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Paul Jay speaks with Minqi Li about China’s and United States’ role in resolving the climate change crisis.

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PAUL JAY, SENIOR EDITOR, TRNN: Welcome back to The Real News Network. We’re talking with Minqi Li. He’s an assistant professor of political economy at the University of Utah. And today we’re talking about climate change and China. Thanks for joining us, Minqi.


JAY: So we had this climate change conference at the United Nations, and the first headline was: “China’s getting serious about climate change”. And then the next day the headline was: “China’s not so serious about climate change.” So where are we?

LI: Well, I guess China is not that serious. But China’s paying good lip service.

JAY: First of all, does China believe there is a climate-change crisis? Do they believe what is the preponderance of scientific opinion? And if they believe it, are they doing anything about it?

LI: Well, the official stance right now is that they do believe in climate change. And on the other hand, while I’m in China, I do meet many people who are actually climate skeptics and suspect that this is one of the Western conspiracy to try to slow China’s development. As far as the official policy is concerned, has promised to reviews the so-called carbon intensity GDP or emission intensity of GDP. I think we should not confuse the carbon intensity with emissions. And what we do need right now is absolute reduction of emissions on a global level by 50 percent by 2050 from 1990 levels. And China now already accounts for over 20 percent of global emissions. So that basically means China should share roughly the same kind of obligation as the world as a whole. However, instead, right now China is talking about its economy will continue to grow. It will only reduce the ratio of emissions relative to economy. That in fact will mean China’s emissions will continue to grow by 4 percent, 5 percent a year in the future. And so that will basically mean, if China’s emission continue to grow, there’s no hope for the world as a whole to achieve the goal of stabilizing the global temperature below 2 percent warming relative to pre-industrial time.

JAY: Now, China must point to the fact that the United States is doing very, very little itself. Congress is clearly on the path to coal as the main form of electrical energy in what they’re—generating electrical energy, which they’re saying will be the transition stage to alternative energy. But they’re going to have more expansion of the role of coal rather than natural gas, and who knows how serious this investment in alternative energy’s really going to wind up being, especially given the debt of the American government. So, I mean, what motivation, in terms of this competition with the United States, how much is this an issue for China that the US is more words than action?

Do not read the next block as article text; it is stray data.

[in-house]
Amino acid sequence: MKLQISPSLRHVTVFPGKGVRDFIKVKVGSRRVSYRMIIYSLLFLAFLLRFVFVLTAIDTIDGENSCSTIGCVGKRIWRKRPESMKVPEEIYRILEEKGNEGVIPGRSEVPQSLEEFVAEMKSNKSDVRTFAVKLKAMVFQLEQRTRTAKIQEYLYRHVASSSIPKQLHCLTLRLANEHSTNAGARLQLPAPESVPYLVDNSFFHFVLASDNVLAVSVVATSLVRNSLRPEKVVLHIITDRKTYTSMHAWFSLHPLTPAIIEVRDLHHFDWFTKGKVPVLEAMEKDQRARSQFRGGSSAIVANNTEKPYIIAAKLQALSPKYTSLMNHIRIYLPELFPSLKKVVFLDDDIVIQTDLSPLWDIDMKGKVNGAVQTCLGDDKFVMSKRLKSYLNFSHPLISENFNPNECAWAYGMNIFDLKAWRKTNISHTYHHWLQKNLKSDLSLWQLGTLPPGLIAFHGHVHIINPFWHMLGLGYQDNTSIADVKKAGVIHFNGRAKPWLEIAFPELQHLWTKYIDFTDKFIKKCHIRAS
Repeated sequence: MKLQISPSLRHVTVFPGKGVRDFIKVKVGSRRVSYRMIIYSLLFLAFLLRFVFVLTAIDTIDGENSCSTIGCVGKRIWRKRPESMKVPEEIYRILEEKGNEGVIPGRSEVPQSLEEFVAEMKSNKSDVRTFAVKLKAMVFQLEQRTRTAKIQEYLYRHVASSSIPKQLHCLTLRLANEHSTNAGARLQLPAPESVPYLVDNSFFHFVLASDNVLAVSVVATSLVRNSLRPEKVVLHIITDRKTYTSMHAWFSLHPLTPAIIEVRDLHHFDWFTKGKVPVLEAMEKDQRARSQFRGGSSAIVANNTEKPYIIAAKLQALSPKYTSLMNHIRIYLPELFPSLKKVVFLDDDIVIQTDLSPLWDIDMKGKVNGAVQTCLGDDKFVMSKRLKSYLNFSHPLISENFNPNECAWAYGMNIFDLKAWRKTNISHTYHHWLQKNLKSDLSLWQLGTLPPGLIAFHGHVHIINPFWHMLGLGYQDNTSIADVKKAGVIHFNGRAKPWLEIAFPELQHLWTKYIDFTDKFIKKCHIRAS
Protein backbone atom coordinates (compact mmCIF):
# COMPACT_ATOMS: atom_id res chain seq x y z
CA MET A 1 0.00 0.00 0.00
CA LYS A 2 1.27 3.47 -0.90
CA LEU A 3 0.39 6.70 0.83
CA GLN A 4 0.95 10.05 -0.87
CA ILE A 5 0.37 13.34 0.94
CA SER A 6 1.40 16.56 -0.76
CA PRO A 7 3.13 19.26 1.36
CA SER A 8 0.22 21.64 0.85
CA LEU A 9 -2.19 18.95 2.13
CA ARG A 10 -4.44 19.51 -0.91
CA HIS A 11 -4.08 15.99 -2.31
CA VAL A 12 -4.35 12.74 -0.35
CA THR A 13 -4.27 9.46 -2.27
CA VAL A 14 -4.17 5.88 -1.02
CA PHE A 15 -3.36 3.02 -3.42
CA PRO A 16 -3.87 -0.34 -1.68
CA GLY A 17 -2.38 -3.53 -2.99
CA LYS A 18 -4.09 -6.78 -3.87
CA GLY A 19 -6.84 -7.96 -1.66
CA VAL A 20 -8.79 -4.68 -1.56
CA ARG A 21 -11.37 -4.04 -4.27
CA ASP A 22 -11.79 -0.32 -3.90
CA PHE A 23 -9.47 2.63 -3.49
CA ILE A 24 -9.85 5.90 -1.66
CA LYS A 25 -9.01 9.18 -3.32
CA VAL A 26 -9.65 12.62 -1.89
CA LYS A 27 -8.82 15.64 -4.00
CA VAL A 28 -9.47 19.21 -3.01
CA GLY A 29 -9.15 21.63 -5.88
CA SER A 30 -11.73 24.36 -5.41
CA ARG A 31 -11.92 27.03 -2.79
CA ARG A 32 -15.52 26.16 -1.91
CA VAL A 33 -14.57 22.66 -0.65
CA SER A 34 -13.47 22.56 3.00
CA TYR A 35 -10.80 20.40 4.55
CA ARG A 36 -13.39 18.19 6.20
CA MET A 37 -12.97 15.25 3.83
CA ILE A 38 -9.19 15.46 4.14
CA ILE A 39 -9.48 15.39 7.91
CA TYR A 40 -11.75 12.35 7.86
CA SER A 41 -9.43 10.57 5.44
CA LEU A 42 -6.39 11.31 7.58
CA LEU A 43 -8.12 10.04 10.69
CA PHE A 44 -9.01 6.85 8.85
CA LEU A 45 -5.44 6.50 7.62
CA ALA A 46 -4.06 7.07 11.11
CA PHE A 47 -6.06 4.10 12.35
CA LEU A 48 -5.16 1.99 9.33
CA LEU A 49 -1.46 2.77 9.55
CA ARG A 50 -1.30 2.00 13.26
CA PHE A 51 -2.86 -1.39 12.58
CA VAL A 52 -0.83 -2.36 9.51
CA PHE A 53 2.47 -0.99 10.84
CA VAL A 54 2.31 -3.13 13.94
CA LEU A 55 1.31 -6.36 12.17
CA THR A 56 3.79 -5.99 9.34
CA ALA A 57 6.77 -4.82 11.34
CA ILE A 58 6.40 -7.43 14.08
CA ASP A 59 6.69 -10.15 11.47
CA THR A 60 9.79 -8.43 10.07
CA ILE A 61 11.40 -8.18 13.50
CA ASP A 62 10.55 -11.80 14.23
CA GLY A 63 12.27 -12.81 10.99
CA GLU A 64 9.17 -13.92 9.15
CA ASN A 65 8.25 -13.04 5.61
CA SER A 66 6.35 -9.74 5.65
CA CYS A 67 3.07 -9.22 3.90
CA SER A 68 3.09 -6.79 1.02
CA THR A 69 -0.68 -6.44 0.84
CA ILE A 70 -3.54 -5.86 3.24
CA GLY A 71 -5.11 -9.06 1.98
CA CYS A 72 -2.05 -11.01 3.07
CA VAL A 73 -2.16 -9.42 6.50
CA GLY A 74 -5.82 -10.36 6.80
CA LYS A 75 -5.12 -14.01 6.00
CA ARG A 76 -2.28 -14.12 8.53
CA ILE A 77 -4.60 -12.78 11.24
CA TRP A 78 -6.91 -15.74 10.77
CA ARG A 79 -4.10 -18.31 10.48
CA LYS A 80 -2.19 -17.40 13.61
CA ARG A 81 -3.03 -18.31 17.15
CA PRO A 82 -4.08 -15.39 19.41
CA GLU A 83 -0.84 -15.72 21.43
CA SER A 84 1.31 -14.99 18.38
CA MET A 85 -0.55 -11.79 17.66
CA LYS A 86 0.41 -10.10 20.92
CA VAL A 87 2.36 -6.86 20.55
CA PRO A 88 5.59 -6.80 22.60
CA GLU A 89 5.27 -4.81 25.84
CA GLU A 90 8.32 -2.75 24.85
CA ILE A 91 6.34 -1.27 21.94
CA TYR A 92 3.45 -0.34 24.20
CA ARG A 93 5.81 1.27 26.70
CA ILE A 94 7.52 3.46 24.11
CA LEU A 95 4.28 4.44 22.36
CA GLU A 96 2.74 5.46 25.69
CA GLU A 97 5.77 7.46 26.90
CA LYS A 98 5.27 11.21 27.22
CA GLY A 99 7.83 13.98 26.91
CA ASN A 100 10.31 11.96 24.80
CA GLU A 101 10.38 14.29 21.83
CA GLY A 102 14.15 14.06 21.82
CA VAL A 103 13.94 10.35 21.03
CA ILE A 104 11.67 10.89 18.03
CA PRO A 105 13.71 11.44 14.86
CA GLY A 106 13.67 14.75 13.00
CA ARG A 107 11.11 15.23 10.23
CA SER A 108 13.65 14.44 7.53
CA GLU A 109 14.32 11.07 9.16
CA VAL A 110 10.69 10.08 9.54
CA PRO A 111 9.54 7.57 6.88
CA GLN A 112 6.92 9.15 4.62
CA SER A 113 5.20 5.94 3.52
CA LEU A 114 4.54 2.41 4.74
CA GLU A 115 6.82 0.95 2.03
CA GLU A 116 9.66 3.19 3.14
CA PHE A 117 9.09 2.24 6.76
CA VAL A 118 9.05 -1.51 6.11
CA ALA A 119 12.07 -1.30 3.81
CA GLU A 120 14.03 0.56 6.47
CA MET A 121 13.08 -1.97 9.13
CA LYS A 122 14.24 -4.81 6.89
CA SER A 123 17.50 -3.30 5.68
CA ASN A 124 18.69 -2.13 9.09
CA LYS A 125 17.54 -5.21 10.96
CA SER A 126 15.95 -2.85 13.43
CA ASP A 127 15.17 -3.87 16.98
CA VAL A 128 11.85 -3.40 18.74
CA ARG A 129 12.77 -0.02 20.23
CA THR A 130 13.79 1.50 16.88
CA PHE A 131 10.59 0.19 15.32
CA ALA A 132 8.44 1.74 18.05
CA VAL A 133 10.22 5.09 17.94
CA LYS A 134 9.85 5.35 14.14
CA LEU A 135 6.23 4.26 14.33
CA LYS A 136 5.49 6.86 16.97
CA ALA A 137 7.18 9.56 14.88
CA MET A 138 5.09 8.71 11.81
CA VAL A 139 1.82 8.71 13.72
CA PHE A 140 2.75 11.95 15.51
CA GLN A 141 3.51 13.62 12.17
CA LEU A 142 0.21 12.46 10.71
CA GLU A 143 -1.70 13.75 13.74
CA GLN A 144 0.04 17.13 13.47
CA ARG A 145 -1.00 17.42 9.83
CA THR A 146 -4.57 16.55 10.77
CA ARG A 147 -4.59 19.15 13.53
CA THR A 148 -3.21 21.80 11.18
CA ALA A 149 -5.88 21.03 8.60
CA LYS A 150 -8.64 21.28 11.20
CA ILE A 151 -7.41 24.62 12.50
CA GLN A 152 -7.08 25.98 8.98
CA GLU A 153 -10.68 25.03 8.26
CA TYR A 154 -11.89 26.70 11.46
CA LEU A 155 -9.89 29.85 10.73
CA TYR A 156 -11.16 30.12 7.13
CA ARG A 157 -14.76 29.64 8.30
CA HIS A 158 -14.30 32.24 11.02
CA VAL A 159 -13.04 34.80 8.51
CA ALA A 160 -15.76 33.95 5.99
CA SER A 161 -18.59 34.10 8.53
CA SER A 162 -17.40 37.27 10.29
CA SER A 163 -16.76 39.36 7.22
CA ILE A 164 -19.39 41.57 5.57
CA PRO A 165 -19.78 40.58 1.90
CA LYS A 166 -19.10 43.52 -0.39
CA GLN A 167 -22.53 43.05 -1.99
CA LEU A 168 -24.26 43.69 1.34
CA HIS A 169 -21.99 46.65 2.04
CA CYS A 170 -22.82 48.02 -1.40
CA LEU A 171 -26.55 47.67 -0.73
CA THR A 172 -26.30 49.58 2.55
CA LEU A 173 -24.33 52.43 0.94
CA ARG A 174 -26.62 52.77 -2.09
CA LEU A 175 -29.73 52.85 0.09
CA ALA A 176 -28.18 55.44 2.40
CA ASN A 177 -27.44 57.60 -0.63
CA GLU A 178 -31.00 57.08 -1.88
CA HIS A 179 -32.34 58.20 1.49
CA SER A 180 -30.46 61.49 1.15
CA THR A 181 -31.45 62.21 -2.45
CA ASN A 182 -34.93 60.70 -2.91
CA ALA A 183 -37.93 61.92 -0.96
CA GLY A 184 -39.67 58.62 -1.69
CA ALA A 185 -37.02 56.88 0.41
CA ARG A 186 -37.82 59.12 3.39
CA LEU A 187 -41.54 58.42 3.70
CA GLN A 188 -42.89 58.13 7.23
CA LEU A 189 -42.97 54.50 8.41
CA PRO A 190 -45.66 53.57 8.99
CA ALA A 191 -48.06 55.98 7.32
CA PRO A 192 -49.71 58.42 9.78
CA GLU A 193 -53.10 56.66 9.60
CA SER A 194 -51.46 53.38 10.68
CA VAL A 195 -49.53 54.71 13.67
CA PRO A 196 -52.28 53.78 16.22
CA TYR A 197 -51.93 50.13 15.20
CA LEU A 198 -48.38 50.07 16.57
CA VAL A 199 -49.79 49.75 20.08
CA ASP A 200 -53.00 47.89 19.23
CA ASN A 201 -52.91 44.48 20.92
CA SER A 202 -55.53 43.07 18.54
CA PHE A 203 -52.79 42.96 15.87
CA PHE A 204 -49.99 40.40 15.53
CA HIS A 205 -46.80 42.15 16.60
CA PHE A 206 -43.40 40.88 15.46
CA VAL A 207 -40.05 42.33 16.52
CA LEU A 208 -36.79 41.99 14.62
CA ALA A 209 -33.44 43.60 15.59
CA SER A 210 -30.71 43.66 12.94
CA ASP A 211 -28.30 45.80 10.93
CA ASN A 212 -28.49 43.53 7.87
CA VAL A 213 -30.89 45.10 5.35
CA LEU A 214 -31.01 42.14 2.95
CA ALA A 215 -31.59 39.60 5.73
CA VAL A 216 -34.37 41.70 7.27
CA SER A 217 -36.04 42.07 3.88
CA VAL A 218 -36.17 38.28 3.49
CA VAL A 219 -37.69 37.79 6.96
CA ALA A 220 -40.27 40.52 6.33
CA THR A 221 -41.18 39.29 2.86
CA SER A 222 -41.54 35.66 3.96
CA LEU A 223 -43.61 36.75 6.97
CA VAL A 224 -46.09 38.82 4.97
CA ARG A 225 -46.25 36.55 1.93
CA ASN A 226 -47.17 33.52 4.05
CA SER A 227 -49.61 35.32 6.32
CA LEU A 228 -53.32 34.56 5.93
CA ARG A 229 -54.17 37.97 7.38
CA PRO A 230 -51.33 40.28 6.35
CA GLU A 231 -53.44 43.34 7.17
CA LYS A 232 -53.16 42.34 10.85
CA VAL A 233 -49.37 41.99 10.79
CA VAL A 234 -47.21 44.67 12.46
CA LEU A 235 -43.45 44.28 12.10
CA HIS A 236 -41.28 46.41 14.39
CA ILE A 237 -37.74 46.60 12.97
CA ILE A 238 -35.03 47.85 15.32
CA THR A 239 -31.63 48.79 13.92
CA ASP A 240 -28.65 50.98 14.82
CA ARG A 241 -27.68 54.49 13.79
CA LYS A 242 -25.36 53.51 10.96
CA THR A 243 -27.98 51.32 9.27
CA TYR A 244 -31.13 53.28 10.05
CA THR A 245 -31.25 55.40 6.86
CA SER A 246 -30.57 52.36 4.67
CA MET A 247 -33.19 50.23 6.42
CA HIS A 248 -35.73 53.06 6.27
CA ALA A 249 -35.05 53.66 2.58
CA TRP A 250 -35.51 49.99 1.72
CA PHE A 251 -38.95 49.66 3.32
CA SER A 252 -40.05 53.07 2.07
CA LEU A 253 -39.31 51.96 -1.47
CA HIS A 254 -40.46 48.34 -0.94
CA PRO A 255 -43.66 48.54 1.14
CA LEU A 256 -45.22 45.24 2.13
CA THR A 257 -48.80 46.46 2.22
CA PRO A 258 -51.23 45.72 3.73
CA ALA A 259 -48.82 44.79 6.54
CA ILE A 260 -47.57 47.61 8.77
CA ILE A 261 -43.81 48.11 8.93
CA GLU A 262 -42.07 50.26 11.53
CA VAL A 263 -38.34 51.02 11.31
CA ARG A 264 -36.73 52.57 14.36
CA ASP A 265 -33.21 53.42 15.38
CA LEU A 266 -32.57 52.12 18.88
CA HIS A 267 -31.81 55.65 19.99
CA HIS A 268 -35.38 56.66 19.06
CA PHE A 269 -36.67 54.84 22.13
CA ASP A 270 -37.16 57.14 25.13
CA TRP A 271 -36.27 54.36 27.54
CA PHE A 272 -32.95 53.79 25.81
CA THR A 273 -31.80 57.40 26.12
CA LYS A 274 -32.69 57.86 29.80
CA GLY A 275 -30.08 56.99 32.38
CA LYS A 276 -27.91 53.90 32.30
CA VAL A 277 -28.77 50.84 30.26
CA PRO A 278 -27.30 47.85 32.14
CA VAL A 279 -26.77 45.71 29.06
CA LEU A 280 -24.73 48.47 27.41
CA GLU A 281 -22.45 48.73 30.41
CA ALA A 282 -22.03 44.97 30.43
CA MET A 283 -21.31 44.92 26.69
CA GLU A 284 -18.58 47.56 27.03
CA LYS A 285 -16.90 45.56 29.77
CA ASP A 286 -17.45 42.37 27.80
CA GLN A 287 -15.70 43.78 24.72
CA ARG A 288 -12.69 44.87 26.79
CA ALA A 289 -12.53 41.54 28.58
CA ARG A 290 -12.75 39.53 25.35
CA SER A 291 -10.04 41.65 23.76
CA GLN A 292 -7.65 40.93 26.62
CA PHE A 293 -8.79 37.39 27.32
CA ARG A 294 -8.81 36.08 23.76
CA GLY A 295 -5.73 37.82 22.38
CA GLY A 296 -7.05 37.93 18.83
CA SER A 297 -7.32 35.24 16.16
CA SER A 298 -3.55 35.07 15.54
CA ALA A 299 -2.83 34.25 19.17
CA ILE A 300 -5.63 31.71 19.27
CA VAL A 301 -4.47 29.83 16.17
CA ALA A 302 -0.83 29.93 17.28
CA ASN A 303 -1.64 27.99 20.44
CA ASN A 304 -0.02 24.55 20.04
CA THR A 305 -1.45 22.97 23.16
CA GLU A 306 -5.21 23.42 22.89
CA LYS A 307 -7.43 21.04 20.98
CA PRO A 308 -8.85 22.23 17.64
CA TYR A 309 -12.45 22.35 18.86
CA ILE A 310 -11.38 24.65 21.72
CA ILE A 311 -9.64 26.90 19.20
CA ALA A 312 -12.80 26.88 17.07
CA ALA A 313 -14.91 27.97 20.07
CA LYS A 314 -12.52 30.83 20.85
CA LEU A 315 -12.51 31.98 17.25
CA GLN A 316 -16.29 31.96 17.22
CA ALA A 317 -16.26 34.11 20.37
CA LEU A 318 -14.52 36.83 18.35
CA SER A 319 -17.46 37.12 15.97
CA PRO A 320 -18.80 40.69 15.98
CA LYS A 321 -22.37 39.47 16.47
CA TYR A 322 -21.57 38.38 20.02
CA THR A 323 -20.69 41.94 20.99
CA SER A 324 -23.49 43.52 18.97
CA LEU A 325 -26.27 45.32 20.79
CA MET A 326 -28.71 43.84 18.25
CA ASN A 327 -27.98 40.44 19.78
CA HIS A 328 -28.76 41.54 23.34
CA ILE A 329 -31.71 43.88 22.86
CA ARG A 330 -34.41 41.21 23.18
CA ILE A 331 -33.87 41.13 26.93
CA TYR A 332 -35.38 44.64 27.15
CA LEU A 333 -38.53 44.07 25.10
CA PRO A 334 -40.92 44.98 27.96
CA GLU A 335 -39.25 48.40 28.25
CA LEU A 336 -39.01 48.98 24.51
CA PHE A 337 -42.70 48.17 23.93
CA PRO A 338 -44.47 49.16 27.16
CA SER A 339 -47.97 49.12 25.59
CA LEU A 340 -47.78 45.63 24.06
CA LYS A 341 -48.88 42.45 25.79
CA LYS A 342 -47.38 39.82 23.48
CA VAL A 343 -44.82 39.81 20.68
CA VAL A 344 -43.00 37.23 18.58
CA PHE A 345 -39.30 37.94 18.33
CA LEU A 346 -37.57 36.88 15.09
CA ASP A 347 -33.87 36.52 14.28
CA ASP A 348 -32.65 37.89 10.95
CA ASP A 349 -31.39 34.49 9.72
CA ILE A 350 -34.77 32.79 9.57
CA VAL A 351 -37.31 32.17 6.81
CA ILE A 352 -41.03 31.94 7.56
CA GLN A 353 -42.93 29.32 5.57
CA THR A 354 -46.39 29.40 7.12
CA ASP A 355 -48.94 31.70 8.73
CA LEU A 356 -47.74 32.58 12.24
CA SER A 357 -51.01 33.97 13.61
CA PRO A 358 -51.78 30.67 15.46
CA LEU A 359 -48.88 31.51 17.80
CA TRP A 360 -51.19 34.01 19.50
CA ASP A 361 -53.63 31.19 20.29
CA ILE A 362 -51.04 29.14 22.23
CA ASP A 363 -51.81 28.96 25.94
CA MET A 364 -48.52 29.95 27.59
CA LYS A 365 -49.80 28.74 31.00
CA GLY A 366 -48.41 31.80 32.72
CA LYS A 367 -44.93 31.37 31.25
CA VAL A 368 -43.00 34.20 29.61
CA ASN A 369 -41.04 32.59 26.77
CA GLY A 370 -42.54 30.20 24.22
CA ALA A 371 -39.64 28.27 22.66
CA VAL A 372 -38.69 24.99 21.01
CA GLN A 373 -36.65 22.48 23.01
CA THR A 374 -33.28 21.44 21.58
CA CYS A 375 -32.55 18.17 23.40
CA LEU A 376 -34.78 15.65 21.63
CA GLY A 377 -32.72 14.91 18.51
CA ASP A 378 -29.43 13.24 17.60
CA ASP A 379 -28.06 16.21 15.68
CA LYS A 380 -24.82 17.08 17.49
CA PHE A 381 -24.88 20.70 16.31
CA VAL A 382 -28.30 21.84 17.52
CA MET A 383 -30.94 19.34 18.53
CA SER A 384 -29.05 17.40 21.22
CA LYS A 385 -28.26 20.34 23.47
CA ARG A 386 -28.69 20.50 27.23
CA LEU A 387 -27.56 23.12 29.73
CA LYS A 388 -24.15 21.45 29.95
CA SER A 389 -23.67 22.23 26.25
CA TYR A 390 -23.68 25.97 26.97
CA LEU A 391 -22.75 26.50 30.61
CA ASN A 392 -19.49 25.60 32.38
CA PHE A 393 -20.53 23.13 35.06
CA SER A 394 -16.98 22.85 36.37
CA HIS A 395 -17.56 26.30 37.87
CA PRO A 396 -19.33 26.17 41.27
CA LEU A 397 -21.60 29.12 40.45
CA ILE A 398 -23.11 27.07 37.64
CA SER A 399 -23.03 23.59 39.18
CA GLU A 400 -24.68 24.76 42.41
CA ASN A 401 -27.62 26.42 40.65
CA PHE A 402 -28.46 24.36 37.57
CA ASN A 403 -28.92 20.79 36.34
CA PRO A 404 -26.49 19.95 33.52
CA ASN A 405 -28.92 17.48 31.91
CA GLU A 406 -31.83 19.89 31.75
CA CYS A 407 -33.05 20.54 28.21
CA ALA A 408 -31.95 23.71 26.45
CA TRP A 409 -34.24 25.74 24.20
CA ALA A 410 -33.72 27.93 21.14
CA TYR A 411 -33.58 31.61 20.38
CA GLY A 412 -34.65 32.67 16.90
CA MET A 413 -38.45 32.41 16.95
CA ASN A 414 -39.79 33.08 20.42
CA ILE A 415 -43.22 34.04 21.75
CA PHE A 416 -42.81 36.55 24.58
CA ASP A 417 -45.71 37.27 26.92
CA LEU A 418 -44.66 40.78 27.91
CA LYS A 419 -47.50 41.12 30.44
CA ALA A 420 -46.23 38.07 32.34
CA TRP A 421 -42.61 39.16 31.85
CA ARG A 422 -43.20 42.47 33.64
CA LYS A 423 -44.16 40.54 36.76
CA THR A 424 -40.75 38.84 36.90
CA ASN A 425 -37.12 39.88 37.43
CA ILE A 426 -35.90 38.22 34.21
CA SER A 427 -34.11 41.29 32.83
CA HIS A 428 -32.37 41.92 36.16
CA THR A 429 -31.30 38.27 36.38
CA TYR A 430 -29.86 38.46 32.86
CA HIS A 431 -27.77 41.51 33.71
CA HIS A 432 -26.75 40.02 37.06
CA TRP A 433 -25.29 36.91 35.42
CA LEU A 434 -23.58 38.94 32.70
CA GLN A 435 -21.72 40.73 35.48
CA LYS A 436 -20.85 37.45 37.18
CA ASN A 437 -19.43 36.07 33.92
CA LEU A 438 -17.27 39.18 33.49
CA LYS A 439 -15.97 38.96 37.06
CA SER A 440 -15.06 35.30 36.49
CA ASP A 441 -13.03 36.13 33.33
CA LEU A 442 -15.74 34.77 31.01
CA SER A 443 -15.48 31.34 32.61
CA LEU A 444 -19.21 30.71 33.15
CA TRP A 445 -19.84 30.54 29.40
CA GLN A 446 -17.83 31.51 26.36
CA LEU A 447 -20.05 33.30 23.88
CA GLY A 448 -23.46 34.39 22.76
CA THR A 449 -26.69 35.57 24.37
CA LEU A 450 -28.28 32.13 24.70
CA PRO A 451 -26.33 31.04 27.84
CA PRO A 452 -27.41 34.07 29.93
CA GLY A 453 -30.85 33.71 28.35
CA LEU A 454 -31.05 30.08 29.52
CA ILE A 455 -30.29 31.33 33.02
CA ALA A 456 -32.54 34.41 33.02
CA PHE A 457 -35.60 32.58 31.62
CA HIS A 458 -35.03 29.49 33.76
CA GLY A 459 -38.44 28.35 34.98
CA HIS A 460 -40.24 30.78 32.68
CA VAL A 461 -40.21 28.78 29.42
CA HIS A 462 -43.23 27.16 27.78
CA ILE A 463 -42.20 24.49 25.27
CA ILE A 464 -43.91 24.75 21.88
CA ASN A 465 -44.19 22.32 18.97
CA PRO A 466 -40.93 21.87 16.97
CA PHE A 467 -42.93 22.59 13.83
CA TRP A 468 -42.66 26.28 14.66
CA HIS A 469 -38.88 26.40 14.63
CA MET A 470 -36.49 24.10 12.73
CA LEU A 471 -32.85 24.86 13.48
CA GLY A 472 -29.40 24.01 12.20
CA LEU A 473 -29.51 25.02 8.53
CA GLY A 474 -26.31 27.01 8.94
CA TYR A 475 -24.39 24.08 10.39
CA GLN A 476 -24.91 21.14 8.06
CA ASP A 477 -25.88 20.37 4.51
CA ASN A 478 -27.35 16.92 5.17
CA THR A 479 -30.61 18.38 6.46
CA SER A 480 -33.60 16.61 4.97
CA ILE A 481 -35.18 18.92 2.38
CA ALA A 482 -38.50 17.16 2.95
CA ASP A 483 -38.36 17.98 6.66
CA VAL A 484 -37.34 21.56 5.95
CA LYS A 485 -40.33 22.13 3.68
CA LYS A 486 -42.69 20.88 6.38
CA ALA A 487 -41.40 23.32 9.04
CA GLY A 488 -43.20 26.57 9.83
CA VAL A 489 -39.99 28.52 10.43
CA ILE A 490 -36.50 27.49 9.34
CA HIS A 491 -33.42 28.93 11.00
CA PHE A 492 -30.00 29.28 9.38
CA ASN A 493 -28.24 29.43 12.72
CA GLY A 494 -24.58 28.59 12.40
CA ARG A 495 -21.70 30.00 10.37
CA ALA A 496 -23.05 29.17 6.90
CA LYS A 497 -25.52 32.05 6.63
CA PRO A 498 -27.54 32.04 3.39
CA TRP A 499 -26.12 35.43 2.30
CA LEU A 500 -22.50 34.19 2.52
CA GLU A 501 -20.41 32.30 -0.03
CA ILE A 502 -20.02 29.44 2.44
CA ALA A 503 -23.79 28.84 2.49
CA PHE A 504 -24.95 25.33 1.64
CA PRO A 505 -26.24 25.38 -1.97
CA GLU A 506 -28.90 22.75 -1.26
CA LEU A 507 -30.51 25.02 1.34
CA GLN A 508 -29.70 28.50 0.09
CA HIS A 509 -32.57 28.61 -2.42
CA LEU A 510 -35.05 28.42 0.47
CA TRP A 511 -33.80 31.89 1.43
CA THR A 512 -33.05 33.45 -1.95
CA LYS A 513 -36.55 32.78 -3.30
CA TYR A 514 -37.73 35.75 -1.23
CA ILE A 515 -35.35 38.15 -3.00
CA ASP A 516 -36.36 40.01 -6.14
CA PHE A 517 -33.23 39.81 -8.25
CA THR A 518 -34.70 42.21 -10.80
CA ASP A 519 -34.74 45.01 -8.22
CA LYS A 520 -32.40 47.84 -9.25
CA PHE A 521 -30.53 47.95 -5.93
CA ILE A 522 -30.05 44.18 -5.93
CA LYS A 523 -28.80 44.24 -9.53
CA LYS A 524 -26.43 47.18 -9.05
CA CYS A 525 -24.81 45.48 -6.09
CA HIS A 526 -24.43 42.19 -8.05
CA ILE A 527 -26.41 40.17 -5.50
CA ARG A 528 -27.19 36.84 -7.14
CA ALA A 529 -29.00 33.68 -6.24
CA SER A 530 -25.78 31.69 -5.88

LI: Well, this, of course, I think what people are saying about the US is very true, and the House bill on climate change by itself is inadequate, and we don’t yet know what will come out of the Senate. But on the other hand, while the US needs to do much more than what it has, China also needs to share the average global obligation. But, unfortunately, under the current global capitalist system, each nationstate primarily cares about national capital accumulation. And so, despite their rhetorical talk, there’s not really substantive progress they are making to actually save the humanity from climate catastrophes.

JAY: Is China really doing any less than the United States?

LI: That depends on how you measure it. What is going on right now is that both the US and China contribute about the same share for the global emissions, and so both contribute about 20 percent. So in that sense both of them share equal responsibility.

JAY: But is China doing any less to reduce their emissions than the United States is? I know there’s a lot of good language coming out of the United States, but in terms of real action, is China doing less than the United States? Or are they both just saying a lot of nice words?

LI: Both of them are saying a lot of good words. And if you want some statistics, China’s emissions are growing much more rapidly than the US’. And on the other hand, because China’s economy is growing rapidly, China is building more renewable energy capacity than the US. So I guess that both of them can claim some credit. In the meantime, both of them continue to make the climate worse.

JAY: Thanks very much for joining us, Minqi.

LI: Thank you very much.

JAY: And thank you for joining us on The Real News Network. And if you want more climate-change reporting—in fact, we would like to hire a producer to do nothing but climate-change reporting—so if you want that, we need you to click the Donate button. Thanks very much for joining us on The Real News Network.

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Minqi Li is an associate professor of economics at the University of Utah. He is the author of The Rise of China and The Demise of the Capitalist World Economy (Pluto Press, 2009) and is the editor of Red China Website (a leading Chinese leftist website).  Minqi Li has published many articles in the field of political economy, the Chinese economy, global capitalist crisis, peak oil, and climate change.